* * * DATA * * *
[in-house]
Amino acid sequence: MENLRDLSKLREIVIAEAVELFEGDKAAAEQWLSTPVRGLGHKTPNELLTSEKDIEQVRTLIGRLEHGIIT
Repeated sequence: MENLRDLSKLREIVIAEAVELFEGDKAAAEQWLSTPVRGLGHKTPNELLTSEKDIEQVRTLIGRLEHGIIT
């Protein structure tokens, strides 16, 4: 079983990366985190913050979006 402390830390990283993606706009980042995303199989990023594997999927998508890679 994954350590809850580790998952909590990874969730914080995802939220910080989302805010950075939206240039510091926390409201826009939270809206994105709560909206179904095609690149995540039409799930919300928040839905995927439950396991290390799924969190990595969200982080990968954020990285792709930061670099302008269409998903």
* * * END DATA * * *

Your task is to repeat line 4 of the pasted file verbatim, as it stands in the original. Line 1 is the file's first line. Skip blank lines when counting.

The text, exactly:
């Protein structure tokens, strides 16, 4: 079983990366985190913050979006 402390830390990283993606706009980042995303199989990023594997999927998508890679 994954350590809850580790998952909590990874969730914080995802939220910080989302805010950075939206240039510091926390409201826009939270809206994105709560909206179904095609690149995540039409799930919300928040839905995927439950396991290390799924969190990595969200982080990968954020990285792709930061670099302008269409998903």